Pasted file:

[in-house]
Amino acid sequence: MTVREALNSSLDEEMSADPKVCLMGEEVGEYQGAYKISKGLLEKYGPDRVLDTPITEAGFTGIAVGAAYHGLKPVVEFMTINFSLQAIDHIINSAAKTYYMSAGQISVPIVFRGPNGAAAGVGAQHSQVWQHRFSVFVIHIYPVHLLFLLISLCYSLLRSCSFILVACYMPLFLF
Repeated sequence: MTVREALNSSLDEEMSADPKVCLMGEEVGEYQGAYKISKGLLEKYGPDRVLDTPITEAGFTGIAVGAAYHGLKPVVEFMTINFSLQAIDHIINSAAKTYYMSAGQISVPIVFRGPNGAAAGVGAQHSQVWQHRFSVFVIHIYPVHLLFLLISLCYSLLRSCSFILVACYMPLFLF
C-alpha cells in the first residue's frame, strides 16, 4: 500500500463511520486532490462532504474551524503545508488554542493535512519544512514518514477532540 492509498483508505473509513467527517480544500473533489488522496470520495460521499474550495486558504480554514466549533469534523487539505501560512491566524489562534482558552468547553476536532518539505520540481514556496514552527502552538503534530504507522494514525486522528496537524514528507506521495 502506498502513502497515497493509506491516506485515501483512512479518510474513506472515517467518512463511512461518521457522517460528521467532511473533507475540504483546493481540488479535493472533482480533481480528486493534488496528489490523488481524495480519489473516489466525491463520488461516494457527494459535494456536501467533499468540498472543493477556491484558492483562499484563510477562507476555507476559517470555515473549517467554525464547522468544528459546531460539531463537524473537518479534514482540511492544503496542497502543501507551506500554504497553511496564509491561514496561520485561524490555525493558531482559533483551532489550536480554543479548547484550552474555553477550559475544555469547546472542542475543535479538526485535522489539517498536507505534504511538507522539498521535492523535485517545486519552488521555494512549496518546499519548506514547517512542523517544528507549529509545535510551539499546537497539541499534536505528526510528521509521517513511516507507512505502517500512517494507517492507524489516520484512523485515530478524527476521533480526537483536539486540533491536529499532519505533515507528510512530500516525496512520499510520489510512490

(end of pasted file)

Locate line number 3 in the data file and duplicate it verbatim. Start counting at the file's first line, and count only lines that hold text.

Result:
Repeated sequence: MTVREALNSSLDEEMSADPKVCLMGEEVGEYQGAYKISKGLLEKYGPDRVLDTPITEAGFTGIAVGAAYHGLKPVVEFMTINFSLQAIDHIINSAAKTYYMSAGQISVPIVFRGPNGAAAGVGAQHSQVWQHRFSVFVIHIYPVHLLFLLISLCYSLLRSCSFILVACYMPLFLF